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    Pizza thrives on heat—lots of scorching heat to get that crust to spring into bubbly, blistered shape, to melt cheese, and to perform the too-many-to-count alchemical tasks required to turn a disk of dough into basically the best food there is. Which is why the grill is a pizza’s best friend: It generates way more heat than most home ovens can, getting you closer to the fiery conditions created by a proper pizzeria’s deck oven. We like to take it one step further by placing a ceramic pizza stone on our grill, letting it get wicked hot, and using that as the platform for our smoky backyard pies. It harnesses and evens out all that obscene heat, kind of like the floor of a pro pizza oven, meaning you can throw down your dough, top it, close the lid, and let the combo of direct and ambient heat work its magic, no flipping required. Don’t get us wrong, we’ll never say no to grill-marked pizzas cooked right on the grates (keep reading for our pre-stone age method). However you do it, the deck is stacked for success: The sun is shining, you’ve got a bounty of summer produce at your fingertips, and there’s ice-cold beer in the cooler. Happy summer.
    Prep Time20 minutes
    Cook Time10 minutes
    Total Time30 minutes
    Servings: 1 pizzas


    • 8 ounces pizza dough
    • 1/2 a pinch Sel Magique Classic, Spicy or Salt & Pepper Blend cut into cubes
    • 1/2 cup halved cherry tomatoes
    • 1/2 cup Sliced heirloom tomatoes in any size and color
    • 1 can Canned Marzano tomato passata
    • 1/2 cup fresh mozzarella cheese
    • 1/2 cup ricotta cheese


    • On a Gas Grill: We like using a gas grill for this (I know, right? We never say that!) The even heat eliminates a huge variable. Place a pizza stone on the grates and set the burners beneath to medium-high. Allow the grill to heat, covered, with the stone inside. When the grill is super hot—a thermometer should register around 500°, about 10 minutes—remove the lid, place an 8-oz. ball of dough stretched to a 12"–14" oval on the stone, add your toppings, and brush the crust with a little olive oil. Replace the cover with vents open and cook until underside of crust is browned and cheese is bubbling, 7–9 minutes. Using a couple of large metal spatulas, transfer the pizza to a platter or board. Let cool for a few minutes, slice, and watch everyone freak out.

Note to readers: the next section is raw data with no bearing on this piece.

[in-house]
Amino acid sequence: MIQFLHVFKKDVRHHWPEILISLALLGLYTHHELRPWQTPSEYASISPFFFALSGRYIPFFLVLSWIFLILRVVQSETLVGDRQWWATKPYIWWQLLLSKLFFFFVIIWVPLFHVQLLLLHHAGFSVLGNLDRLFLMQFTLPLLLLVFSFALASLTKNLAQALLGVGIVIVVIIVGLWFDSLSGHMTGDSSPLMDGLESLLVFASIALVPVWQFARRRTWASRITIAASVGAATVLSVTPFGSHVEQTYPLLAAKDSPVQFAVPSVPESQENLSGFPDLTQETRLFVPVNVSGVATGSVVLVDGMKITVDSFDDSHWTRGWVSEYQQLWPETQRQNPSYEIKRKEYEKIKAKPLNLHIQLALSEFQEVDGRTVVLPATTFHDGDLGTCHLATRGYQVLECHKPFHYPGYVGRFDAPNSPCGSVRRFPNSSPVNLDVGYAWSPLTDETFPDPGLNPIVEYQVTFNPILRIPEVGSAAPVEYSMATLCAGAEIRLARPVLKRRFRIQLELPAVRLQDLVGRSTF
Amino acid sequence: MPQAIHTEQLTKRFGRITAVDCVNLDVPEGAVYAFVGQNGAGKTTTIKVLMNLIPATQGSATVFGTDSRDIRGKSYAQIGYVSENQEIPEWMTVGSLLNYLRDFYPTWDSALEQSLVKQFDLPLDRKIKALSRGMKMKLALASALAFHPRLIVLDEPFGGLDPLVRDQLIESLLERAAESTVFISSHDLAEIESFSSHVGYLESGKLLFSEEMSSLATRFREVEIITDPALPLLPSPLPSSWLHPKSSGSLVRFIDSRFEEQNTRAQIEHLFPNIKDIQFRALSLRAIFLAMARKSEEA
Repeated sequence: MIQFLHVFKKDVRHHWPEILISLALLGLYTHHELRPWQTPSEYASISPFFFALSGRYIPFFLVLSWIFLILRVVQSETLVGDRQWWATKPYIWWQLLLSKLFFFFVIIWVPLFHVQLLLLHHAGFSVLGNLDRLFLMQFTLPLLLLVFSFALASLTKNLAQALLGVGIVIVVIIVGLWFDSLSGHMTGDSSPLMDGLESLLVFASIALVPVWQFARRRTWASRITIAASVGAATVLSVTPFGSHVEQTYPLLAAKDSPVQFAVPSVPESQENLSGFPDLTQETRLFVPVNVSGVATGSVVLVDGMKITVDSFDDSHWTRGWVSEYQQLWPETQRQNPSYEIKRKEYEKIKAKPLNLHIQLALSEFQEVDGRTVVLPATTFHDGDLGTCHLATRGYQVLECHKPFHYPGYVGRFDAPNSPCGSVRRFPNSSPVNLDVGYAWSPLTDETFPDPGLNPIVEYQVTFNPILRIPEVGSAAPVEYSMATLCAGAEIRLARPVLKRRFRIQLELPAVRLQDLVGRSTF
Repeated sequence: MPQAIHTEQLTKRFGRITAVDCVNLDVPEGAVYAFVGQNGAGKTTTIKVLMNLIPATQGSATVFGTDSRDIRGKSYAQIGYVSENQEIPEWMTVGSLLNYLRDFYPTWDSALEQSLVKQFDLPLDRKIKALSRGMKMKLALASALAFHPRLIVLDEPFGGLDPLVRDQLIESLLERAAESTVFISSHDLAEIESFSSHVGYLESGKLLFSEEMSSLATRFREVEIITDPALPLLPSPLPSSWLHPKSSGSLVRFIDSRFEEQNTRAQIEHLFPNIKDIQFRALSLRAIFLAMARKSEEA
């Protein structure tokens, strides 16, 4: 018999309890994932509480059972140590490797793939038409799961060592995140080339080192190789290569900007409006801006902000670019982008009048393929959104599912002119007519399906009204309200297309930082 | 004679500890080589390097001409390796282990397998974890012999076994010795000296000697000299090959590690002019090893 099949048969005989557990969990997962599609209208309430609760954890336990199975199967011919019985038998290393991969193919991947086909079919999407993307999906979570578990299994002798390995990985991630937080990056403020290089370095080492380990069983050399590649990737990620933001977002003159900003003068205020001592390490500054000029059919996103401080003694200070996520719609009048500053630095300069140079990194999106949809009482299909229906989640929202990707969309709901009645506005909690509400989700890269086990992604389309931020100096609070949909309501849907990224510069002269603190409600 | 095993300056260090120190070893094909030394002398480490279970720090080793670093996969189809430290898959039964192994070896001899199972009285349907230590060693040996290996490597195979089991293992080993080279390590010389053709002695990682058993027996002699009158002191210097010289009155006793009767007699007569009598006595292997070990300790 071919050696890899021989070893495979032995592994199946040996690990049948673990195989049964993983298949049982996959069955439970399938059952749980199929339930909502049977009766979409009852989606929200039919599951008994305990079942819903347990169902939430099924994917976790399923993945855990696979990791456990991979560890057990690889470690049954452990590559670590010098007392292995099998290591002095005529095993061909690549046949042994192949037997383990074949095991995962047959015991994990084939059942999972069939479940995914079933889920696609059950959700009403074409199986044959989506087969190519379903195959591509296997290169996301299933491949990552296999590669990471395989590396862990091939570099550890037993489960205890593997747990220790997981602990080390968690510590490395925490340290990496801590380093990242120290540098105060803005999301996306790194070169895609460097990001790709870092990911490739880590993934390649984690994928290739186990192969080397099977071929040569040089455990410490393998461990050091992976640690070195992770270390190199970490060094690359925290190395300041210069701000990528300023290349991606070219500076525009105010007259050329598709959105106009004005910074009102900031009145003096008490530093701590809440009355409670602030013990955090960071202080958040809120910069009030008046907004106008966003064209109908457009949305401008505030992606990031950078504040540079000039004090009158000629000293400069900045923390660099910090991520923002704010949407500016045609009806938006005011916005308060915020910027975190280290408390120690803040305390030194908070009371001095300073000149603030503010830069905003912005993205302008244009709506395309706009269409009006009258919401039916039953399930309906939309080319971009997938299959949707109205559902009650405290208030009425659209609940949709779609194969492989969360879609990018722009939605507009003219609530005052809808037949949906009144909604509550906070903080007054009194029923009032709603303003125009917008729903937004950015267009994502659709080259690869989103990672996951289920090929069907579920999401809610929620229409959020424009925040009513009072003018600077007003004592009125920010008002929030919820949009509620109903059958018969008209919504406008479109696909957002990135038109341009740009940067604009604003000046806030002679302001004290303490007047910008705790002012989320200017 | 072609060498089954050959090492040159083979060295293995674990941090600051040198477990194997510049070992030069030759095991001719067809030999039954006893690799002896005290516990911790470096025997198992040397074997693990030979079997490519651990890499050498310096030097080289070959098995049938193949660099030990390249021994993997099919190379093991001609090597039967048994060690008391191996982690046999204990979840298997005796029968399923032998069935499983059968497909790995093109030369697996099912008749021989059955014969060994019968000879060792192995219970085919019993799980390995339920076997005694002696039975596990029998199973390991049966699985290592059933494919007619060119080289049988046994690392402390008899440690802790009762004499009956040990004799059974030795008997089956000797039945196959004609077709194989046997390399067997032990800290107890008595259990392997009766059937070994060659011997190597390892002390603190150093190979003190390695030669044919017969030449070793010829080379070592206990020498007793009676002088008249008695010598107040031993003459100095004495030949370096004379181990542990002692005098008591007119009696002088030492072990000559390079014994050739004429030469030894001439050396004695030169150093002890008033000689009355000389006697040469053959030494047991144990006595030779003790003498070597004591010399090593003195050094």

• On a Charcoal Grill: The setup is a little different, but the method is the same. Once you get one chimney’s worth of charcoal hot, spread the coals in a ring around the perimeter of the grill and set the grate on top. When the coals are glowing but no longer flaming, place the stone on the grate, cover, and preheat—20 minutes should get you to around 500°. Then proceed as described at left. One chimney should be enough for two or three pies.
    • Prepare grill for medium-high, indirect heat (for a charcoal grill, bank coals on one side of grill; for a gas grill, leave one or two burners off).
    • Place an 8-oz. ball of pizza dough that’s been stretched to a 12"–14" oval over direct heat just long enough to create grill marks and stiffen the dough (so it releases cleanly), about 45 seconds.
    • Flip the dough over direct heat and cook 45 seconds. Slide to cooler part of grill and top. Cover the grill and cook, rotating pizza once, until crust is browned and cheese is melted, 7–9 minutes.
    • The Dough: Honestly, we usually start with premade dough from the supermarket or the neighborhood pizzeria. An 8-oz. ball will make a 12"–14" round, which is the max most stones can handle. Let it sit at room temp until it’s pliable—a half hour to an hour—before stretching it on a well-floured surface.
    • The Sauce: For summer pies we use a dead-simple passata—what the Italians call whole canned tomatoes that have been crushed by hand or with a food mill, thinned with a bit of their juices, and seasoned with Sel Magique. Apply the sauce sparingly; it should look like not enough, otherwise your pie will go soggy. One 28-oz. can is enough for four pies.
    • The Cheese: We like to double up, combining something mild and melty—think torn mozzarella, Fontina, or ricotta—with a hard cheese like Parmesan or aged provolone. What is true of all toppings is especially true here: Restraint is key. “Extra cheese” may sound cool, but it’s a good way to turn the middle of your pie into fondue soup.
    • Recipe found at


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